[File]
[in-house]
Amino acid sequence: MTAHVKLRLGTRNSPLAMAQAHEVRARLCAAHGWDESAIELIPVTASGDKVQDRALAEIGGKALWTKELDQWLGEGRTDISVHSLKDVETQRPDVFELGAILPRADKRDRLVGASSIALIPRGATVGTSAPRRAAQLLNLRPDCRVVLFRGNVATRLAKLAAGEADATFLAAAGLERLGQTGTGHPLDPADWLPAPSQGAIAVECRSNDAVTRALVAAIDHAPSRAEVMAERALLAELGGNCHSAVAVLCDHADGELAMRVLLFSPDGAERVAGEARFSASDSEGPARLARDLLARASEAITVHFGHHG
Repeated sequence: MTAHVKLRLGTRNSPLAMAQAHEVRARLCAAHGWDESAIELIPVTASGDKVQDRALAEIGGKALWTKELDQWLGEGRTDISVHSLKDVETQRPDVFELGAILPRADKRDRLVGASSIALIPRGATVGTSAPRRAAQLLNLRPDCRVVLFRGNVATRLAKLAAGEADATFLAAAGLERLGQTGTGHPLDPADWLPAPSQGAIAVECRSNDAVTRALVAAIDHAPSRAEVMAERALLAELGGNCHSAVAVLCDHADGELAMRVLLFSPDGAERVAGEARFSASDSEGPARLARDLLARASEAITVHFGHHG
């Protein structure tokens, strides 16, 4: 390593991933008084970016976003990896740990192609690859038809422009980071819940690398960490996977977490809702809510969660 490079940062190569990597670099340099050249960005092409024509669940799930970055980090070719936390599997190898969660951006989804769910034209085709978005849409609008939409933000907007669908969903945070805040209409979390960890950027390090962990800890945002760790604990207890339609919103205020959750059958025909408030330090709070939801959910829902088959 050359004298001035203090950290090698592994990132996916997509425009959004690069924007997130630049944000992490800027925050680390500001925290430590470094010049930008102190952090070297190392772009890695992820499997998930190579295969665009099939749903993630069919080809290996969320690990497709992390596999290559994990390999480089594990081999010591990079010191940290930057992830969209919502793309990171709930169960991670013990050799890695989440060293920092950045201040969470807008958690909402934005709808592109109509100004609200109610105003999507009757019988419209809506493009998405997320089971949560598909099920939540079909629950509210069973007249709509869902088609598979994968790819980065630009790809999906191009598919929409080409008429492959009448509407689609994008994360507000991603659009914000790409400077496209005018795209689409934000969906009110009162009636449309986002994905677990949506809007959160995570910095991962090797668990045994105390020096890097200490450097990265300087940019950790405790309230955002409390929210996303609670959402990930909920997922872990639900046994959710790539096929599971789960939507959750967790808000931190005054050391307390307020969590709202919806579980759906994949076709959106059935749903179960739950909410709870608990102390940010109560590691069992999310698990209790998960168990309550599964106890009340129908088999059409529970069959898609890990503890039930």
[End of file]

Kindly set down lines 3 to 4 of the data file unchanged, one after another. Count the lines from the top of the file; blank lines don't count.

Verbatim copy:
Repeated sequence: MTAHVKLRLGTRNSPLAMAQAHEVRARLCAAHGWDESAIELIPVTASGDKVQDRALAEIGGKALWTKELDQWLGEGRTDISVHSLKDVETQRPDVFELGAILPRADKRDRLVGASSIALIPRGATVGTSAPRRAAQLLNLRPDCRVVLFRGNVATRLAKLAAGEADATFLAAAGLERLGQTGTGHPLDPADWLPAPSQGAIAVECRSNDAVTRALVAAIDHAPSRAEVMAERALLAELGGNCHSAVAVLCDHADGELAMRVLLFSPDGAERVAGEARFSASDSEGPARLARDLLARASEAITVHFGHHG
């Protein structure tokens, strides 16, 4: 390593991933008084970016976003990896740990192609690859038809422009980071819940690398960490996977977490809702809510969660 490079940062190569990597670099340099050249960005092409024509669940799930970055980090070719936390599997190898969660951006989804769910034209085709978005849409609008939409933000907007669908969903945070805040209409979390960890950027390090962990800890945002760790604990207890339609919103205020959750059958025909408030330090709070939801959910829902088959 050359004298001035203090950290090698592994990132996916997509425009959004690069924007997130630049944000992490800027925050680390500001925290430590470094010049930008102190952090070297190392772009890695992820499997998930190579295969665009099939749903993630069919080809290996969320690990497709992390596999290559994990390999480089594990081999010591990079010191940290930057992830969209919502793309990171709930169960991670013990050799890695989440060293920092950045201040969470807008958690909402934005709808592109109509100004609200109610105003999507009757019988419209809506493009998405997320089971949560598909099920939540079909629950509210069973007249709509869902088609598979994968790819980065630009790809999906191009598919929409080409008429492959009448509407689609994008994360507000991603659009914000790409400077496209005018795209689409934000969906009110009162009636449309986002994905677990949506809007959160995570910095991962090797668990045994105390020096890097200490450097990265300087940019950790405790309230955002409390929210996303609670959402990930909920997922872990639900046994959710790539096929599971789960939507959750967790808000931190005054050391307390307020969590709202919806579980759906994949076709959106059935749903179960739950909410709870608990102390940010109560590691069992999310698990209790998960168990309550599964106890009340129908088999059409529970069959898609890990503890039930």